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Pictured from left: Kassra Oskooii, assistant professor of political science and international relations; Yasser Payne, associate professor of sociology; Rita Landgraf, professor of practice and distinguished health and social services administrator in residence; Eric Rise, associate professor of sociology; Karen Parker, chair of sociology department; Darryl Chambers, limited term researcher with the Center for Drug and Health Studies; Leland Ware, professor for the study of law and public policy, and associate director of the School of Public Policy and Administration; and K.C. Morrison, professor in the School of Public Policy and Administration.
Article by Ann Manser - Photo by Evan Krape
The University of Delaware's Race, Justice, Policy Research Initiative (RJP), which was created to identify and address issues of race and justice that affect Delaware communities, met directly with residents and leaders of some of those communities at an Oct. 18 forum.
The public event drew participants from UD, government, nonprofit organizations and the Wilmington community to share concerns about such issues as violence and poverty and to lay the groundwork for future collaborations.
Among the panelists were New Castle County Executive Matt Meyer and Wilmington Mayor Michael Purzycki.
During the past year, the UD researchers who established RJP have met with numerous state and local policy makers to gather and share information and perspectives. Members of the initiative aim to develop a research agenda they can use to assist the government agencies and community organizations that have been working for years to address issues of race, justice and inequality.
The forum, held at the Delaware History Museum in Wilmington, consisted of two panel discussions followed by questions and comments from the audience of about 200 community members.
The panels focused on the high levels of violence, and particularly gun violence, afflicting Wilmington and on possible policy solutions that could be found through collaboration. The forum concluded with a keynote speech that traced the history and impact of mass incarceration.
In exploring the issue of violence in Wilmington, panelists discussed underlying causes that led to the situation today and difficulties in developing and funding programs to address the problem.
Yasser Payne, associate professor of sociology and of Africana studies at UD, said the basis of the problem is structural, with a lack of opportunity for too many individuals and communities. He called on the audience to work more aggressively for programs that create opportunity and to take risks in advocating for such efforts.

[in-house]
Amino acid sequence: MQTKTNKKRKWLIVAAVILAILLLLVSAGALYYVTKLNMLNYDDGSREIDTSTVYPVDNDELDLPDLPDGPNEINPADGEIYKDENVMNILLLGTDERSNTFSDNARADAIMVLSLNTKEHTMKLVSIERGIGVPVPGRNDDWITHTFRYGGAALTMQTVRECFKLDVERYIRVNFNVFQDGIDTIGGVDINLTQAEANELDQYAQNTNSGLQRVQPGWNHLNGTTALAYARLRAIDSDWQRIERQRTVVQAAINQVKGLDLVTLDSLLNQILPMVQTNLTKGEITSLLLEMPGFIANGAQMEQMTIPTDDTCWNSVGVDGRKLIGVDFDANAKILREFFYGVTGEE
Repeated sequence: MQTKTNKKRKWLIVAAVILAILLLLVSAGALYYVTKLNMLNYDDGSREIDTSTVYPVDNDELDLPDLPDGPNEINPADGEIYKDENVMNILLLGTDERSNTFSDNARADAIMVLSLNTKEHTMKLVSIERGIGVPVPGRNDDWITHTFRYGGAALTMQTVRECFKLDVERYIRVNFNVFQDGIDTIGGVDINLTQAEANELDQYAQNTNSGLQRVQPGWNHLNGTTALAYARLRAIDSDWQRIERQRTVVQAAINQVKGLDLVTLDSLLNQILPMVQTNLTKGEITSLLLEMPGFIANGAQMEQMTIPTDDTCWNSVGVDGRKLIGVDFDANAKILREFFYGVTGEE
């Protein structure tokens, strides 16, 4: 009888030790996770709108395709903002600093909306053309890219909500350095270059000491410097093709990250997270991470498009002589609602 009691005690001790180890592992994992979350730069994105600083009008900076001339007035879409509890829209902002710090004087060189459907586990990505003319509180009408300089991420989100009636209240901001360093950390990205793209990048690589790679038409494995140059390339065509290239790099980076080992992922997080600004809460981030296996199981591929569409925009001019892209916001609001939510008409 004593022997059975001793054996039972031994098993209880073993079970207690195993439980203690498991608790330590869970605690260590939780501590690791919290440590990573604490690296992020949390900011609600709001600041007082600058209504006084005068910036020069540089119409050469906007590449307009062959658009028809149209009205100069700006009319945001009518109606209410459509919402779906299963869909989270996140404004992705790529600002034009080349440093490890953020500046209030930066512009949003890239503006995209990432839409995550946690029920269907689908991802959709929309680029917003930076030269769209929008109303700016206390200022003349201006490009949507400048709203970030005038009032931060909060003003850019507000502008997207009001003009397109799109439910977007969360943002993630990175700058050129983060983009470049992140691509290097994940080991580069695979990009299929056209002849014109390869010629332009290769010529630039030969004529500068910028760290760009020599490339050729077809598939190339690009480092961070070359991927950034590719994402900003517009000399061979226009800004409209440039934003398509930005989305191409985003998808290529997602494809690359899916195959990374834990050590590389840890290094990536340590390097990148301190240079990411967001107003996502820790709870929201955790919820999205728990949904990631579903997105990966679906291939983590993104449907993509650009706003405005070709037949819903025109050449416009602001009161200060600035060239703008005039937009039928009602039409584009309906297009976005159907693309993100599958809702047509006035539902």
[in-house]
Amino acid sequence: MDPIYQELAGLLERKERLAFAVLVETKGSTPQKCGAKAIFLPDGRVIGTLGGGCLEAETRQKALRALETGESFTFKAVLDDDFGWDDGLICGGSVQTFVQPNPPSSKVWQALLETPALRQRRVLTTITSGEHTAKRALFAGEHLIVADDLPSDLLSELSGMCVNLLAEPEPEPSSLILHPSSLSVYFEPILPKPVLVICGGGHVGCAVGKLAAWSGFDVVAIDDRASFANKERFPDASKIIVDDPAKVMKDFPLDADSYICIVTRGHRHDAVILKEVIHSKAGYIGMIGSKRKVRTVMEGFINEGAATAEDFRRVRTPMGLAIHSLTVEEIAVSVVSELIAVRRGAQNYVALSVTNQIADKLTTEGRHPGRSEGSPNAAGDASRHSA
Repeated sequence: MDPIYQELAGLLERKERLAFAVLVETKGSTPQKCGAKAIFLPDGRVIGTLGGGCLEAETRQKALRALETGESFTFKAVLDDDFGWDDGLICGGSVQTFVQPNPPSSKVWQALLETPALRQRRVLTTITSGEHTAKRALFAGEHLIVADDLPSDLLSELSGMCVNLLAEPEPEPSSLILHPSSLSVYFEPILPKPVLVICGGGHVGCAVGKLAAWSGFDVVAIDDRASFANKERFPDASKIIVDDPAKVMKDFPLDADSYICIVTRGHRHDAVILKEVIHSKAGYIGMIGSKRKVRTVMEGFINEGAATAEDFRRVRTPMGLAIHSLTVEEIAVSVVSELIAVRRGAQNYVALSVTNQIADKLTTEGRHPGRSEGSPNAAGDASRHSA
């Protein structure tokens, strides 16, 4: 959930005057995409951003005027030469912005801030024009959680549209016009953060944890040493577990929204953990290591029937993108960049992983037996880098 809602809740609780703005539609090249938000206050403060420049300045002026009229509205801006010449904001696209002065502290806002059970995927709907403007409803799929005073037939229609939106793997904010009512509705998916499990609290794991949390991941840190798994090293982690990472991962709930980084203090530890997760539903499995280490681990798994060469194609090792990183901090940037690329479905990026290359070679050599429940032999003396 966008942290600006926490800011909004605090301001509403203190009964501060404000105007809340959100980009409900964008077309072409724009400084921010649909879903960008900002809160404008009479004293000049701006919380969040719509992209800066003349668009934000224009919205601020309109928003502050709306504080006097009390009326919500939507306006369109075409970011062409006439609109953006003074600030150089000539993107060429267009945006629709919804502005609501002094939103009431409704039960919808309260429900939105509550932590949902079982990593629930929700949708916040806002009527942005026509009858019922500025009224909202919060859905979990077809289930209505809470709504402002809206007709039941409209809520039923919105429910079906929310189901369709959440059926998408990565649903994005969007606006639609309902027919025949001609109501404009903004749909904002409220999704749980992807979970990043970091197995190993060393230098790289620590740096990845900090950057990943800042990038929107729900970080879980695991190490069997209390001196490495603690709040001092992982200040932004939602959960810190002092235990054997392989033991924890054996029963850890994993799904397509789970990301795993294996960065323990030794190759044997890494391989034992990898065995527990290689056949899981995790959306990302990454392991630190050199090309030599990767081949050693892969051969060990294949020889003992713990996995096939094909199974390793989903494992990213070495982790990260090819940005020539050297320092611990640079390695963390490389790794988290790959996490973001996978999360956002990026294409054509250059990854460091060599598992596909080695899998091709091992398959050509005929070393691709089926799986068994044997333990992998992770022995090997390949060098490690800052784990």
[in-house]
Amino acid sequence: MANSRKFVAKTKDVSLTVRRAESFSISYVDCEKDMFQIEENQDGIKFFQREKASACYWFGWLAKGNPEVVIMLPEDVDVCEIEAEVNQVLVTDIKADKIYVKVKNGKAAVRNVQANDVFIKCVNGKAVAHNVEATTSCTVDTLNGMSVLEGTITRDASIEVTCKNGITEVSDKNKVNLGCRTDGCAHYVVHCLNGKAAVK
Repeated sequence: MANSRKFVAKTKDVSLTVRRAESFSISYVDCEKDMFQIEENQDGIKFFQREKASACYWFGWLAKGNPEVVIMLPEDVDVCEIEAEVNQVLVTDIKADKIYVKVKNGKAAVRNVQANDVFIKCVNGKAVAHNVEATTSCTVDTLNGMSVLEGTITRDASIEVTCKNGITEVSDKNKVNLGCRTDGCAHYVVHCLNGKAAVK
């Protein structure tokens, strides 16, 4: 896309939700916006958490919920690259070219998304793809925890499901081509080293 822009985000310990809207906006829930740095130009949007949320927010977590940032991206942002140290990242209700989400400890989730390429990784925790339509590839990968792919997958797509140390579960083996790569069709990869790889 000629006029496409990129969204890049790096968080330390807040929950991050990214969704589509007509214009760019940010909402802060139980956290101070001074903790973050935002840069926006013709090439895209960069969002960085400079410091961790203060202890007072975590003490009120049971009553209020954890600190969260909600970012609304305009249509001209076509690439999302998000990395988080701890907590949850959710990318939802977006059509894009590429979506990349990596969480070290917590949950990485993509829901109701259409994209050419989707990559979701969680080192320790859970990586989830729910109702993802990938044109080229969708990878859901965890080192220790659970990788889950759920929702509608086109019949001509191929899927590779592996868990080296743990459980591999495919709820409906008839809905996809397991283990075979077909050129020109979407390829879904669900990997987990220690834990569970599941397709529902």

Darryl Chambers, a researcher with UDs Center for Drug and Health Studies, said that as a Wilmington resident and a long-time activist, he has seen a cycle of efforts to combat problems of violence, poverty and inequality.
He said programs often are implemented and begin to show successful outcomes, but then political changes occur and new leaders stop funding the programs. Later, he said, similar programs might again be launched, but were reinventing the wheel and losing ground with each interruption and delay.
Theres a lack of resources, but theres also a lack of political will, Chambers said. This isnt just a police problem. This is all of our problem.
Panelists discussing possible solutions that could be found by academics, agencies and residents working together focused on violence prevention and on ways for the justice system to function more fairly.
Kathleen Jennings, chief administrative officer for New Castle County and a former prosecutor and defense attorney, said much of the criminal justice community is frustrated and angry. Harsh laws and long prison terms may have been well intentioned initially, she said, but have actually harmed individuals and communities without making neighborhoods safer.
Delaware is examining its sentencing system in the hope of making changes, she said.
Ashley Biden, executive director of the Delaware Center for Justice, urged support for childrens services that succeed in creating opportunities that reduce the risk of violence later in life. Early education, adequate numbers of social workers and counselors in schools and truancy-prevention programs are all effective measures, she said.
Purzycki agreed with other speakers that many neighborhoods have been decimated by the number of adults and teens who are or have been incarcerated. Rehabilitation and help with jobs and services for former offenders are needed, he said.
The keynote address was given by James Forman Jr., a Yale Law professor and author of Locking Up Our Own: Crime and Punishment in Black America.
In his talk, he traced the history of the laws that have resulted in so many Americans, especially those who are poor and African American, being imprisoned for long terms.
The son of two civil rights workers, Forman said he views taking on the issue of mass incarceration as the civil rights work of my generation.
The Universitys Race, Justice, Policy Research Initiative is composed of experts from the College of Arts and Sciences Department of Sociology and Criminal Justice, School of Public Policy and Administration, Legal Studies Program and Center for Drug and Health Studies.
It was organized to examine and research policy-related questions on race and justice issues.
Original article available on UDaily.
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